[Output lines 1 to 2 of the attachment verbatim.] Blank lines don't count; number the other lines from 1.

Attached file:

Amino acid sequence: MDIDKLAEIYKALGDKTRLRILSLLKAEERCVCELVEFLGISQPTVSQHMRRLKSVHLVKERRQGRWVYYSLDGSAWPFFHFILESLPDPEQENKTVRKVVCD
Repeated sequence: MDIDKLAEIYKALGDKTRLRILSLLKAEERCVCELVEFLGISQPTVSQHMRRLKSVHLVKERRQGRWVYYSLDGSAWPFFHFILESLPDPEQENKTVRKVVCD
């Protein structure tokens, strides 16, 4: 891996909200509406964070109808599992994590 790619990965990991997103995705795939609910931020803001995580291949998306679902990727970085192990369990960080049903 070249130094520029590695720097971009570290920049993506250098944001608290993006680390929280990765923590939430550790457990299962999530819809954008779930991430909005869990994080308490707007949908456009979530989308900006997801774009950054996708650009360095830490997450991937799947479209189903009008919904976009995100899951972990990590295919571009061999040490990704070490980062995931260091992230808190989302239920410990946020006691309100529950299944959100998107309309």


Amino acid sequence: MDIDKLAEIYKALGDKTRLRILSLLKAEERCVCELVEFLGISQPTVSQHMRRLKSVHLVKERRQGRWVYYSLDGSAWPFFHFILESLPDPEQENKTVRKVVCD
Repeated sequence: MDIDKLAEIYKALGDKTRLRILSLLKAEERCVCELVEFLGISQPTVSQHMRRLKSVHLVKERRQGRWVYYSLDGSAWPFFHFILESLPDPEQENKTVRKVVCD